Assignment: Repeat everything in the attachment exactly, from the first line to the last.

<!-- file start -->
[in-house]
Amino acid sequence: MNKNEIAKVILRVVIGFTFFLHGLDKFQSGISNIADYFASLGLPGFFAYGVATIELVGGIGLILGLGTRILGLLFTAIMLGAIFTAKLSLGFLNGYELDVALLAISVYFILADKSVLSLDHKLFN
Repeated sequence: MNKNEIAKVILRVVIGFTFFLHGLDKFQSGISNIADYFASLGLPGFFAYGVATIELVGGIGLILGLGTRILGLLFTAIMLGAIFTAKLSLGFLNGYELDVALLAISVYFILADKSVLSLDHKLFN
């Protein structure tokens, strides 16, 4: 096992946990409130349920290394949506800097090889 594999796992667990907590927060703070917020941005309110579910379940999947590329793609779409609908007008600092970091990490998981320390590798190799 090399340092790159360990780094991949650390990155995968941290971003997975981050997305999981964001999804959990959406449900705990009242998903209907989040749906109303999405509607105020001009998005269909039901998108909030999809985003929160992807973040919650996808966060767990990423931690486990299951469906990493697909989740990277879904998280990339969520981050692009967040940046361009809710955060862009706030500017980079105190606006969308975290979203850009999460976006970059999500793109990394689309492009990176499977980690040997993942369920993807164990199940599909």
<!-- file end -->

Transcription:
[in-house]
Amino acid sequence: MNKNEIAKVILRVVIGFTFFLHGLDKFQSGISNIADYFASLGLPGFFAYGVATIELVGGIGLILGLGTRILGLLFTAIMLGAIFTAKLSLGFLNGYELDVALLAISVYFILADKSVLSLDHKLFN
Repeated sequence: MNKNEIAKVILRVVIGFTFFLHGLDKFQSGISNIADYFASLGLPGFFAYGVATIELVGGIGLILGLGTRILGLLFTAIMLGAIFTAKLSLGFLNGYELDVALLAISVYFILADKSVLSLDHKLFN
């Protein structure tokens, strides 16, 4: 096992946990409130349920290394949506800097090889 594999796992667990907590927060703070917020941005309110579910379940999947590329793609779409609908007008600092970091990490998981320390590798190799 090399340092790159360990780094991949650390990155995968941290971003997975981050997305999981964001999804959990959406449900705990009242998903209907989040749906109303999405509607105020001009998005269909039901998108909030999809985003929160992807973040919650996808966060767990990423931690486990299951469906990493697909989740990277879904998280990339969520981050692009967040940046361009809710955060862009706030500017980079105190606006969308975290979203850009999460976006970059999500793109990394689309492009990176499977980690040997993942369920993807164990199940599909």